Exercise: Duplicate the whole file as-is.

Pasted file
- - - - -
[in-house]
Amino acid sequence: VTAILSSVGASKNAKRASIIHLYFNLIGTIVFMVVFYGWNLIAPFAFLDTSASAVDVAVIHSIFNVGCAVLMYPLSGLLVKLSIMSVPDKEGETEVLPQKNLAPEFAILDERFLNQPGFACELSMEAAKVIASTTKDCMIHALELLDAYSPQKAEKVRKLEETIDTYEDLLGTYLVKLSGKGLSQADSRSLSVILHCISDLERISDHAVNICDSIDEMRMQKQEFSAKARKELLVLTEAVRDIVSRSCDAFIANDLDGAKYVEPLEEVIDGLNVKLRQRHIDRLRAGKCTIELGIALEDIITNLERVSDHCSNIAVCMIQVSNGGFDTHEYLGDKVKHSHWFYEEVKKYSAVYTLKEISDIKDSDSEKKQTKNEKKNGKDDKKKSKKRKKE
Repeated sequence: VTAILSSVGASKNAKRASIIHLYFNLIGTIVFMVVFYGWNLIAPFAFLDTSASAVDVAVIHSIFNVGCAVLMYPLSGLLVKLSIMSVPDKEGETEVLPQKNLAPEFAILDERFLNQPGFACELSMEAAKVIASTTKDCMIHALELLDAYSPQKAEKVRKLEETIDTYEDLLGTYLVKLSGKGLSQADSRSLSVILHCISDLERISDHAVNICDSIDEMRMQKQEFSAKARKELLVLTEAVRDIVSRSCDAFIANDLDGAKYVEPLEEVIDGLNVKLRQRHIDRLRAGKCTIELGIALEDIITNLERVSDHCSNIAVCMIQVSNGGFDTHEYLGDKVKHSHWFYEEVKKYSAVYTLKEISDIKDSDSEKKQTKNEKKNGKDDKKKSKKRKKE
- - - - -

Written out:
[in-house]
Amino acid sequence: VTAILSSVGASKNAKRASIIHLYFNLIGTIVFMVVFYGWNLIAPFAFLDTSASAVDVAVIHSIFNVGCAVLMYPLSGLLVKLSIMSVPDKEGETEVLPQKNLAPEFAILDERFLNQPGFACELSMEAAKVIASTTKDCMIHALELLDAYSPQKAEKVRKLEETIDTYEDLLGTYLVKLSGKGLSQADSRSLSVILHCISDLERISDHAVNICDSIDEMRMQKQEFSAKARKELLVLTEAVRDIVSRSCDAFIANDLDGAKYVEPLEEVIDGLNVKLRQRHIDRLRAGKCTIELGIALEDIITNLERVSDHCSNIAVCMIQVSNGGFDTHEYLGDKVKHSHWFYEEVKKYSAVYTLKEISDIKDSDSEKKQTKNEKKNGKDDKKKSKKRKKE
Repeated sequence: VTAILSSVGASKNAKRASIIHLYFNLIGTIVFMVVFYGWNLIAPFAFLDTSASAVDVAVIHSIFNVGCAVLMYPLSGLLVKLSIMSVPDKEGETEVLPQKNLAPEFAILDERFLNQPGFACELSMEAAKVIASTTKDCMIHALELLDAYSPQKAEKVRKLEETIDTYEDLLGTYLVKLSGKGLSQADSRSLSVILHCISDLERISDHAVNICDSIDEMRMQKQEFSAKARKELLVLTEAVRDIVSRSCDAFIANDLDGAKYVEPLEEVIDGLNVKLRQRHIDRLRAGKCTIELGIALEDIITNLERVSDHCSNIAVCMIQVSNGGFDTHEYLGDKVKHSHWFYEEVKKYSAVYTLKEISDIKDSDSEKKQTKNEKKNGKDDKKKSKKRKKE